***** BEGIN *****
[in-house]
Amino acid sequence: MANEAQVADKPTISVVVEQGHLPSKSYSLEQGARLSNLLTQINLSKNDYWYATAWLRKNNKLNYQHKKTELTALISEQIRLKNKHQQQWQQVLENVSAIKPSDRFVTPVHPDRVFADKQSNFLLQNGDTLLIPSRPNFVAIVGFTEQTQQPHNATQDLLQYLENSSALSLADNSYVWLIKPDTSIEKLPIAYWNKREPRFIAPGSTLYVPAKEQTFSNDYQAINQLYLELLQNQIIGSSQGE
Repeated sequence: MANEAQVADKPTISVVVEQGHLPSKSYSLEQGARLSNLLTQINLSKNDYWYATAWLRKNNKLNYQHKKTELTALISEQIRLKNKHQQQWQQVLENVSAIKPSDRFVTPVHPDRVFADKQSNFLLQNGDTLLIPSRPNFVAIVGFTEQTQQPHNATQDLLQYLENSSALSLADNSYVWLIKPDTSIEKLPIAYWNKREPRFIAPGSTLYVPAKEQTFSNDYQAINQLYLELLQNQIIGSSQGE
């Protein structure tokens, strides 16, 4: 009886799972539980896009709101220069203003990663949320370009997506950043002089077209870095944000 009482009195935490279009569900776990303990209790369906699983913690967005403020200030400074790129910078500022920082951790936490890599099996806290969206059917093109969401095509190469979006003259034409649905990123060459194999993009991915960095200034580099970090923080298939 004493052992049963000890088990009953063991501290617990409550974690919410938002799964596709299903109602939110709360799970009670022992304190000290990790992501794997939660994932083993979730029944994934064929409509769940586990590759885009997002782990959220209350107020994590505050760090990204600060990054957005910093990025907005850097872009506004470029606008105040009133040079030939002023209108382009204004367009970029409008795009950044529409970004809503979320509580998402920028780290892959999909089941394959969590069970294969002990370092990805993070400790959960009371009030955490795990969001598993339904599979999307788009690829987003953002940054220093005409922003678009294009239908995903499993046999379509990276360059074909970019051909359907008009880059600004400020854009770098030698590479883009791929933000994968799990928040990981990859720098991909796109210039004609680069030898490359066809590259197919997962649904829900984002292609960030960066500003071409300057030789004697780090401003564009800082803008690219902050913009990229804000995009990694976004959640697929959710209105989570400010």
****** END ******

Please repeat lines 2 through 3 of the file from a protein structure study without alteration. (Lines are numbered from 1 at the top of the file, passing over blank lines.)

Amino acid sequence: MANEAQVADKPTISVVVEQGHLPSKSYSLEQGARLSNLLTQINLSKNDYWYATAWLRKNNKLNYQHKKTELTALISEQIRLKNKHQQQWQQVLENVSAIKPSDRFVTPVHPDRVFADKQSNFLLQNGDTLLIPSRPNFVAIVGFTEQTQQPHNATQDLLQYLENSSALSLADNSYVWLIKPDTSIEKLPIAYWNKREPRFIAPGSTLYVPAKEQTFSNDYQAINQLYLELLQNQIIGSSQGE
Repeated sequence: MANEAQVADKPTISVVVEQGHLPSKSYSLEQGARLSNLLTQINLSKNDYWYATAWLRKNNKLNYQHKKTELTALISEQIRLKNKHQQQWQQVLENVSAIKPSDRFVTPVHPDRVFADKQSNFLLQNGDTLLIPSRPNFVAIVGFTEQTQQPHNATQDLLQYLENSSALSLADNSYVWLIKPDTSIEKLPIAYWNKREPRFIAPGSTLYVPAKEQTFSNDYQAINQLYLELLQNQIIGSSQGE